PhD defence: Anne-Sofie Crüger Ahm – Københavns Universitet

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PhD defence: Anne-Sofie Crüger Ahm

Anne-Sofie Crüger Ahm defends her thesis,

Refining the Neoproterozoic and Early Paleozoic record of carbon cycling and seawater chemistry using quantitative geochemical models of redox dynamics and carbonate diagenesis

Associate Professor Christian J. Bjerrum, IGN

Assessment Committee:
Dr. Alexandra Turchyn, University of Cambridge - UK
Dr. David S. Jones, Department of Geology, Amherst college - US
Assistant Professor Emily C. Pope (chair), SNM

This thesis explores the ancient sedimentary archive of Earth history and examines enigmatic climatic transitions that may have shaped the evolution of animal life. Much of our understanding of the climatic history of Earth is based on chemical and isotopic measurements of ancient sediments. One of the main limitations of this archive, however, is the susceptibility of sediments to diagenesis that can alter the primary chemical signals. For example, the concentration of iron (Fe) in specific mineral phases is used to infer oxygen concentrations in the ancient water column. Chapter 2 of this thesis demonstrates that modern weathering processes remobilize reactive Fe in outcrop samples which leads to a loss of specific minerals phases (pyrite) and a gain of others (Fe-oxides). These results highlight the need for caution when using Fe-speciation to catalog past environment redox change from purely outcrop based records.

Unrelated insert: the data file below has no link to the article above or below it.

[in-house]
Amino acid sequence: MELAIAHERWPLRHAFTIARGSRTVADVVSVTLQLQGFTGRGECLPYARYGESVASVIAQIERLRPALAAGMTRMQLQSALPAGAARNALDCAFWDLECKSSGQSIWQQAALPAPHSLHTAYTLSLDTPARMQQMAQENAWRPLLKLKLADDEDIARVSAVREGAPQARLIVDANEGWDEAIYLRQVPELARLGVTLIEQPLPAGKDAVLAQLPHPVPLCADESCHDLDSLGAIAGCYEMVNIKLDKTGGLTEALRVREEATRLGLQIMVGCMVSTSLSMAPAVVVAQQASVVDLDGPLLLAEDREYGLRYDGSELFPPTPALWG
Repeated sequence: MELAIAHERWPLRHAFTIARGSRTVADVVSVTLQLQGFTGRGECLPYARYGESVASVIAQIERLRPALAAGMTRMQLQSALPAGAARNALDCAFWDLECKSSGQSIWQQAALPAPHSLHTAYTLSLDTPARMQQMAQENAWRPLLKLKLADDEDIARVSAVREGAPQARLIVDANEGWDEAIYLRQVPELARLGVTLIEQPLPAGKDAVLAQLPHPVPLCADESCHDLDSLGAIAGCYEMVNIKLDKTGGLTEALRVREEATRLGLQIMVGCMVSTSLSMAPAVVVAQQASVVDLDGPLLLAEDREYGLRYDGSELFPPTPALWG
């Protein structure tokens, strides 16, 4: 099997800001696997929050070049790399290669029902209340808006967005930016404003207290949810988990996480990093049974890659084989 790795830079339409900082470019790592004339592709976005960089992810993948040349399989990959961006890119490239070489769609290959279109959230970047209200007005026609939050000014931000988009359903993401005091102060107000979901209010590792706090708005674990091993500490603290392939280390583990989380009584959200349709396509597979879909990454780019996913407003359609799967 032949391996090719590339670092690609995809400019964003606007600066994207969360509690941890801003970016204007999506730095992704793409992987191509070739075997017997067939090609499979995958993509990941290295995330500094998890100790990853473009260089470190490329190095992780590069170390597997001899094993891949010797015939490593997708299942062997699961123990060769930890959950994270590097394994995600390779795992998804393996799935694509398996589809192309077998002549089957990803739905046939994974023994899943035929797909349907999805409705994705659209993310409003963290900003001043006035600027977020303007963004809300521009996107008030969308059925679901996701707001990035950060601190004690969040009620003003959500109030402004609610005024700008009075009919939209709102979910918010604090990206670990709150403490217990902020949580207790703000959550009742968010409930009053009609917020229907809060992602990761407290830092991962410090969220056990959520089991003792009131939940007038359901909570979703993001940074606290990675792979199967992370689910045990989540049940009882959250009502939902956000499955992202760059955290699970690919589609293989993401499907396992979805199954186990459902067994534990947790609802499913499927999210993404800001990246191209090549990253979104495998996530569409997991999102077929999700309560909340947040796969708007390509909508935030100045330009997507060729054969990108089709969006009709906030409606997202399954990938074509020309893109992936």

Despite the prevalence of diagenesis in sedimentary rocks there are currently few robust geochemical tools capable of providing quantitative information on the extent of alteration from the primary signal. In order to fill this gap, Chapter 3 presents a numerical model of marine carbonate diagenesis that tracks dissolution of primary carbonates and re-precipitation of secondary minerals. The model is ground-truthed using measurements of calcium, magnesium, carbon, and oxygen isotopes in carbonate sediments from the modern Bahamas platform. This model can be used as a `looking glass' to see through diagenesis and provide more robust estimates for past seawater chemistry.
Ancient carbonate rocks with extreme negative carbon isotopes are found worldwide bracketing the Marinoan glaciation (635 Ma). There is no scientific consensus as to whether these excursions originate from a primary perturbation in the carbon cycle or from diagenetic alterations. Chapter 4 merges new measurements of calcium, magnesium, and strontium isotopes in these sediments with the diagenetic model developed in Chapter 3 to offer new insights into the potential origin of these extreme isotope anomalies.

The thesis is available for inspection at the PhD administration office, 04.1.417